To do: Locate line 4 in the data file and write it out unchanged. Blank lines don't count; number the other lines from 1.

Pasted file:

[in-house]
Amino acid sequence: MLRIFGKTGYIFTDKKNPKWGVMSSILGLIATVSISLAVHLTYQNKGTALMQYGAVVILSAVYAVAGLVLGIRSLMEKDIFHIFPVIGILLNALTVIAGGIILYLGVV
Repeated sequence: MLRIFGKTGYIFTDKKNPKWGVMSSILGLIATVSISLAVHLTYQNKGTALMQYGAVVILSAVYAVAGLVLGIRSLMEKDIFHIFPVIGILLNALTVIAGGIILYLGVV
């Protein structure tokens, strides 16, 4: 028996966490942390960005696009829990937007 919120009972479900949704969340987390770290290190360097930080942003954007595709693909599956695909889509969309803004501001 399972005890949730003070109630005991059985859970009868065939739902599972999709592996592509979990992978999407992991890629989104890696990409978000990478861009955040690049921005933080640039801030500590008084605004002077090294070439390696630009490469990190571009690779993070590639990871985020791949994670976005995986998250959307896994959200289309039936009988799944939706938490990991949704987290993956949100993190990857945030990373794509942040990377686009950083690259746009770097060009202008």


């Protein structure tokens, strides 16, 4: 028996966490942390960005696009829990937007 919120009972479900949704969340987390770290290190360097930080942003954007595709693909599956695909889509969309803004501001 399972005890949730003070109630005991059985859970009868065939739902599972999709592996592509979990992978999407992991890629989104890696990409978000990478861009955040690049921005933080640039801030500590008084605004002077090294070439390696630009490469990190571009690779993070590639990871985020791949994670976005995986998250959307896994959200289309039936009988799944939706938490990991949704987290993956949100993190990857945030990373794509942040990377686009950083690259746009770097060009202008």